Demand for info on sustainability set to rocket

THE QUANTITY of information that customers and consumers want on issues such as nutrition and sustainability is expected to double in the next five years.

Foodservice Footprint Signs-Low-Res-300x198 Demand for info on sustainability set to rocket Foodservice industry news Foodservice News and Information  Whitbread Unilever Mitchells & Butlers GS1 UK Gary Lynch FSDG Foodservice Director Group Compass Brakes

 

 

 

 

 

 

 

 

 

 

  • Foodservice companies will be expected to provide more and more data on issues ranging from waste to allergies

 

A new report by the Food Services Director Group (FSDG) shows how information quality will become a key priority for the foodservice sector in the coming years.

 

The sector will therefore have to collaborate to address this demand for information and to address the issue of inaccurate information. Organisations can face serious consequences and loss of brand integrity if a consumer is harmed as a result of inaccurate product information.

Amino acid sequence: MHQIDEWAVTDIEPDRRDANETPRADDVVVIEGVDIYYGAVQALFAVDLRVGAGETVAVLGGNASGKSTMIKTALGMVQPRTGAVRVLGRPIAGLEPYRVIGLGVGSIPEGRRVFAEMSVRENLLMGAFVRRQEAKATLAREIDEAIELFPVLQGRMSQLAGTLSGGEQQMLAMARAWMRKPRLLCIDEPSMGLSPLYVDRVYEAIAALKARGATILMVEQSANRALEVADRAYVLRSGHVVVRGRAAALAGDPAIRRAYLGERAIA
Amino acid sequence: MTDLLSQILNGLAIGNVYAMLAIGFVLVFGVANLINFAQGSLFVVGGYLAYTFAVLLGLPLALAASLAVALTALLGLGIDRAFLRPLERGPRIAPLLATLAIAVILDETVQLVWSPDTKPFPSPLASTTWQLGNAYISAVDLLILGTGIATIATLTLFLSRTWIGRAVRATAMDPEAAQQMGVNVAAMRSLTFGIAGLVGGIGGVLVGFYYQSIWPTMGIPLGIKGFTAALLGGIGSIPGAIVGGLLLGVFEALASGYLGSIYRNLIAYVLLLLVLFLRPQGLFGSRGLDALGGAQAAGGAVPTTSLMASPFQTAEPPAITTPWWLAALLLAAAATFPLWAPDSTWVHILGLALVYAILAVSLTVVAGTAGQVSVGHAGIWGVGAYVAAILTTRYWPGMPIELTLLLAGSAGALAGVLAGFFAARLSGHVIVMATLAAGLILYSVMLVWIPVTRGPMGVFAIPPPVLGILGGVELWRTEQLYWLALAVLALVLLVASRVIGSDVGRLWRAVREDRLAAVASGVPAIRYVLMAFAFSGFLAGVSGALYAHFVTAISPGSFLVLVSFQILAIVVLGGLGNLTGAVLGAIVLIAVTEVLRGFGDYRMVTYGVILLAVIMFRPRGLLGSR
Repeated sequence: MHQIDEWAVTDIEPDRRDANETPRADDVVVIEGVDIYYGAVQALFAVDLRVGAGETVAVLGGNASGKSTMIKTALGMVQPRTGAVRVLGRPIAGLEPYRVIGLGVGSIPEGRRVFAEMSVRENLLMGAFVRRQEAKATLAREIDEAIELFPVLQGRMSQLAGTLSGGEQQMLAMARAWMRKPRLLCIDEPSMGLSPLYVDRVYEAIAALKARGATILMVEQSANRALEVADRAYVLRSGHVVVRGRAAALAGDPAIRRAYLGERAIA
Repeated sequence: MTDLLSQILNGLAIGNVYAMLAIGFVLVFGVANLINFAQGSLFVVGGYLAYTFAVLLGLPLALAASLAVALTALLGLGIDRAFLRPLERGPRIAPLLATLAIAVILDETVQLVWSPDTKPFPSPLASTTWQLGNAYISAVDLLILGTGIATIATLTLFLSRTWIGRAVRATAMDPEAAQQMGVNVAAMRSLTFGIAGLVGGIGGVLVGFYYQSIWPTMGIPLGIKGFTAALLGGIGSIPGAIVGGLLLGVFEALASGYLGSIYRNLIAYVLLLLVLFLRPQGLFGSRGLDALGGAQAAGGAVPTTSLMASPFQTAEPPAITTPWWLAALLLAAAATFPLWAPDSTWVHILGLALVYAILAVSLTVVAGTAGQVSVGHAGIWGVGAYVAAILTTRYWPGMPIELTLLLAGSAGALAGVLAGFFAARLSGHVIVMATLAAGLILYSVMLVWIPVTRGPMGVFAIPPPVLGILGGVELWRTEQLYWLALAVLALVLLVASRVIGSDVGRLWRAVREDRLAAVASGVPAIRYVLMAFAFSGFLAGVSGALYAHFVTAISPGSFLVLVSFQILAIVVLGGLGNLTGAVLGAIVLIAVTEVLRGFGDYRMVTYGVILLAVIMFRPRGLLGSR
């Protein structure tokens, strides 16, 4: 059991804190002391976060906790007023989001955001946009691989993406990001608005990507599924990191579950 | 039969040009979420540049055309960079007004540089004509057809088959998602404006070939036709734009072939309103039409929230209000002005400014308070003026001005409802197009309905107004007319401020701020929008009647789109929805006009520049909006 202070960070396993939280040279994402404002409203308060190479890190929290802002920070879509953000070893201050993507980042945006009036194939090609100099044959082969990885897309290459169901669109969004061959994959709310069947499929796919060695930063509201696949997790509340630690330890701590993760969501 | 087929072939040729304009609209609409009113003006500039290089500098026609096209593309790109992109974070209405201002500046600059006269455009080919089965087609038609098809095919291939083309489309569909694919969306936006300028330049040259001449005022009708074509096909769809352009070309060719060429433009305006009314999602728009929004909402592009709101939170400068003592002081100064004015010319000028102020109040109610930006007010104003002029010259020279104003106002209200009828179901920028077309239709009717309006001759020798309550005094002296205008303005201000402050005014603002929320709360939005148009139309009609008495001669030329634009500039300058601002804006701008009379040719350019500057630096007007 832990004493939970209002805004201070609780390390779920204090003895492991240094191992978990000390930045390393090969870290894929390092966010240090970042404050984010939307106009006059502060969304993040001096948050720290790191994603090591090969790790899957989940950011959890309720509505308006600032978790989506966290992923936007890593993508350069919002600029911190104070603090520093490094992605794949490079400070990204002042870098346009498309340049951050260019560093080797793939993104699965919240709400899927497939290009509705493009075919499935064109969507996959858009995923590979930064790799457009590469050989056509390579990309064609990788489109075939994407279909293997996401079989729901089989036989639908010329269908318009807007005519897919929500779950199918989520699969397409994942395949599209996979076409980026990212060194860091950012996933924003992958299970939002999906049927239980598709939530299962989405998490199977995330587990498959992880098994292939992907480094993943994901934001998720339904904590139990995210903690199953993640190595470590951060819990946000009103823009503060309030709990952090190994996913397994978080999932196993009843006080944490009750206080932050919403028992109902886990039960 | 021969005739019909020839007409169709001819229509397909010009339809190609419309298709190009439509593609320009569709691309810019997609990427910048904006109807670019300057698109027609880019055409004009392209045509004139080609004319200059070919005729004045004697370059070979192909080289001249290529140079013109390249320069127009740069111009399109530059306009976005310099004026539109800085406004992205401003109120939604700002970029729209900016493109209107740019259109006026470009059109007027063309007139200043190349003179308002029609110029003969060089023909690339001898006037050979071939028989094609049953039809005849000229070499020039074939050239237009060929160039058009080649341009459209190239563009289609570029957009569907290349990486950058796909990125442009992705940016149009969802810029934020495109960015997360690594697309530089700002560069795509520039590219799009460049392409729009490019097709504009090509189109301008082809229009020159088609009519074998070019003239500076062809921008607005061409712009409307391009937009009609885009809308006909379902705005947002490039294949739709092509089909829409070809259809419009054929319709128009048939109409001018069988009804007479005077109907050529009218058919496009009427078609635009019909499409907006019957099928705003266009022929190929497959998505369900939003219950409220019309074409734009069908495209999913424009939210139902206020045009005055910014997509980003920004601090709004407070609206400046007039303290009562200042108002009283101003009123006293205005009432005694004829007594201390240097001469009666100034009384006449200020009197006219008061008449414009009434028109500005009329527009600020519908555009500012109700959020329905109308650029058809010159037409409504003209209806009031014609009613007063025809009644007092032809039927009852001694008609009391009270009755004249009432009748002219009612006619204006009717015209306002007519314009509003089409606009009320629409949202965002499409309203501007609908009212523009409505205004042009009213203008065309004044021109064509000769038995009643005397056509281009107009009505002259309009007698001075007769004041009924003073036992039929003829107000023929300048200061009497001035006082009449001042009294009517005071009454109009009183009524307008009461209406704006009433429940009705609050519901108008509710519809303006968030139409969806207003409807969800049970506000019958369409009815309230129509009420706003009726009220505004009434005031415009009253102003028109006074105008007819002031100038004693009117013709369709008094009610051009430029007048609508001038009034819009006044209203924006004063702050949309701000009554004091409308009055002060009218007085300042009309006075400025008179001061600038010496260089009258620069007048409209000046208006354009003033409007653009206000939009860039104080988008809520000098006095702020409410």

Going forward, consumers will be especially keen to see accurate details on food provenance, packaging waste, energy, water and allergens, the report concluded. In fact, the FSDG predicts that information demands are set to double from over 200 to over 400 attributes for each product in the next five years.

 

The FSDG is a strategic industry group within not-for-profit supply chain standards and solutions organisation, GS1 UK. Members include senior directors from the likes of Brakes, Mitchells & Butlers, Unilever, Whitbread and Compass.

 

CEO at GS1 UK, Gary Lynch, called for unified information standards across the foodservice supply chain to cope with the growing information requirements that CSR, legislation and consumers demand.

 

“With the amount of information associated with each product set to double in the next five years, the industry must take action to prepare for this. If it doesn’t, then not only will companies be losing money through unnecessary additional work and wastage but there will also be significant risks to consumers that can be caused by poor data practices.”

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